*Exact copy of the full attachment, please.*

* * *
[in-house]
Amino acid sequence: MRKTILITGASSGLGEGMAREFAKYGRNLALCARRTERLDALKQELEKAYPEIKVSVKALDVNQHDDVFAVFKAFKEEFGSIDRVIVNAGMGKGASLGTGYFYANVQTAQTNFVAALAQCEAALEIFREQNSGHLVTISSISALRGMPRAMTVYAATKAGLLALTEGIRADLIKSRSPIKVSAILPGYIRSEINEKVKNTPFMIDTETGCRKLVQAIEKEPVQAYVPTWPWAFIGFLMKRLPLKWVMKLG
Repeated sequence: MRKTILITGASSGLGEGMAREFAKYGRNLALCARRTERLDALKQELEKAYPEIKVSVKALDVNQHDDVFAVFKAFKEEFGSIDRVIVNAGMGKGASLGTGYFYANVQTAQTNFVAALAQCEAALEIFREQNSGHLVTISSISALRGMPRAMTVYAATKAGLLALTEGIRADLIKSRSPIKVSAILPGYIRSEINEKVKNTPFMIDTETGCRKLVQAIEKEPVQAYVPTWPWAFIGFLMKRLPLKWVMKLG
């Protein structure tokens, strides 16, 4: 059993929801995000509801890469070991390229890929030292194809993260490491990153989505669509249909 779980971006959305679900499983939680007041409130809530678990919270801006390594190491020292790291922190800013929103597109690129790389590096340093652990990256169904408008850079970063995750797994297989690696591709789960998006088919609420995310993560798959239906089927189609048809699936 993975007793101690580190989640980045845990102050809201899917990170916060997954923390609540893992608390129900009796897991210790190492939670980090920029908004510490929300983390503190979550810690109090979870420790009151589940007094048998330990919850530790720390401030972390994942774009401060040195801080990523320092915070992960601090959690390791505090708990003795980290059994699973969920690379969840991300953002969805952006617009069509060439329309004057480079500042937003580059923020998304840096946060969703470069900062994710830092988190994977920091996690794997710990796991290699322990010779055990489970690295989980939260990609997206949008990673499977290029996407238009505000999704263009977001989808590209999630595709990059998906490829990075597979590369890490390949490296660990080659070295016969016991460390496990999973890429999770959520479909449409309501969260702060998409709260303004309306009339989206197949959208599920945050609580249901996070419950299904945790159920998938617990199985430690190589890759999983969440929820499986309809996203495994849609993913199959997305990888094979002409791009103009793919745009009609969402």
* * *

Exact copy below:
[in-house]
Amino acid sequence: MRKTILITGASSGLGEGMAREFAKYGRNLALCARRTERLDALKQELEKAYPEIKVSVKALDVNQHDDVFAVFKAFKEEFGSIDRVIVNAGMGKGASLGTGYFYANVQTAQTNFVAALAQCEAALEIFREQNSGHLVTISSISALRGMPRAMTVYAATKAGLLALTEGIRADLIKSRSPIKVSAILPGYIRSEINEKVKNTPFMIDTETGCRKLVQAIEKEPVQAYVPTWPWAFIGFLMKRLPLKWVMKLG
Repeated sequence: MRKTILITGASSGLGEGMAREFAKYGRNLALCARRTERLDALKQELEKAYPEIKVSVKALDVNQHDDVFAVFKAFKEEFGSIDRVIVNAGMGKGASLGTGYFYANVQTAQTNFVAALAQCEAALEIFREQNSGHLVTISSISALRGMPRAMTVYAATKAGLLALTEGIRADLIKSRSPIKVSAILPGYIRSEINEKVKNTPFMIDTETGCRKLVQAIEKEPVQAYVPTWPWAFIGFLMKRLPLKWVMKLG
């Protein structure tokens, strides 16, 4: 059993929801995000509801890469070991390229890929030292194809993260490491990153989505669509249909 779980971006959305679900499983939680007041409130809530678990919270801006390594190491020292790291922190800013929103597109690129790389590096340093652990990256169904408008850079970063995750797994297989690696591709789960998006088919609420995310993560798959239906089927189609048809699936 993975007793101690580190989640980045845990102050809201899917990170916060997954923390609540893992608390129900009796897991210790190492939670980090920029908004510490929300983390503190979550810690109090979870420790009151589940007094048998330990919850530790720390401030972390994942774009401060040195801080990523320092915070992960601090959690390791505090708990003795980290059994699973969920690379969840991300953002969805952006617009069509060439329309004057480079500042937003580059923020998304840096946060969703470069900062994710830092988190994977920091996690794997710990796991290699322990010779055990489970690295989980939260990609997206949008990673499977290029996407238009505000999704263009977001989808590209999630595709990059998906490829990075597979590369890490390949490296660990080659070295016969016991460390496990999973890429999770959520479909449409309501969260702060998409709260303004309306009339989206197949959208599920945050609580249901996070419950299904945790159920998938617990199985430690190589890759999983969440929820499986309809996203495994849609993913199959997305990888094979002409791009103009793919745009009609969402």